At most when British filmmakers attempts to copy US horror-comedy trends have resulted in embarrassingly self-conscious entries like I Bought a Vampire Motorcycle (1990), Lesbian Vampire Killers (2009), The Vampires of Bloody Island (2009) and Strippers vs. Werewolves here. There are exceptions – Shaun of the Dead (2004) did a witty skewering of the George Romero zombie film and spawned a genre of zombie parodies, ironically all from the US rather than the UK – although the recent Cockneys vs Zombies (2012) was one likeable British variant. Indeed, both Cockneys vs Zombies and Strippers vs. Werewolves feel like they could take place in the same world of London’s East End, filled with streetwise gangsters that could have stepped out of a Guy Ritchie film (both Cockneys vs Zombies and Strippers vs. Werewolves also feature Alan Ford). For that matter, this film’s actor/producer Billy Murray was a former associate of the real-life London East End gangsters, the Kray Brothers.
The film plays itself in a comedy vein but the humour frequently feels either forced or played down at a very stupid level. I kept getting bored at the film’s obvious and efforts to make me laugh – and not succeeding. And when he fails to find a lightness of touch, director Jonathan Glendening keeps dragging a gag out and repeating it to make sure we get it – like where Nick Nevern is trying to get a corpse into the trunk of a car and the strippers come by and insist on talking to him, constantly being on the verge of exposing the body in everything they do. In particular, the scenes with Simon Phillips (another of the film’s producers) as a nerdy monster hunter who takes calls from stripper ex-girlfriend Barbara Nedeljakova while trying to fend off vampire attack are unfunny in a major way. The other complaint might be how cheap the werewolf effects look. They are only seldom shown and look like the respective actors have had clunky rubber appliances and pieces of carpet that resemble mutton chop whiskers attached to their faces.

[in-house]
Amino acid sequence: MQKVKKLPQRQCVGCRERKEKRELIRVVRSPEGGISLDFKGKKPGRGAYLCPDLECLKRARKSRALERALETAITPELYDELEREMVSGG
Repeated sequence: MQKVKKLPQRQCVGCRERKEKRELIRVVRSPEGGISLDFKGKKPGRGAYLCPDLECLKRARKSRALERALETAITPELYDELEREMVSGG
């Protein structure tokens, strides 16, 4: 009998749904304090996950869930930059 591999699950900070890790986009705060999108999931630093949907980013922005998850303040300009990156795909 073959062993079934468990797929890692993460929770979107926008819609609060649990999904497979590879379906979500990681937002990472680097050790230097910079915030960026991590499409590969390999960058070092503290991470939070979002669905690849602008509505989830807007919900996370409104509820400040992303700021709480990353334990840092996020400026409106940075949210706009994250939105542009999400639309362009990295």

Strippers vs. Werewolves tries to show its genre hipness by including a number of names with a history in genre material, including Sarah Douglas who has a career playing B movie parts (and has gotten awfully old since one last saw her in anything) and importing US actor Robert Englund for a couple of scenes as a jailed werewolf leader. There are other smaller cameos from Martin Kemp of 80s pop band Spandau Ballet, who later became an actor, as the werewolf that gets killed in the nightclub and playwright/actor Steven Berkoff as a crime kingpin, as well as actress Lysette Anthony in a blink-or-you-miss-her cameo during the flashback to a movie theatre and topless model Lucy Pinder as a vampire. Most of the cast is however made up of young actors from British tv series – Adele Silva, Ali Bastian, Martin Compston, as well as Barbara Nedeljakova who played one of the Slovakian girls in Hostel (2005).
Director Jonathan Glendening has made a number of other genre entries with the likes of an episode of the anthology Virtual Terror (1996), the full length S.N.U.B.! (2010) about mutants emerging in the aftermath of a nuclear detonation, and 13 Hrs (2010) about people at siege from a monster.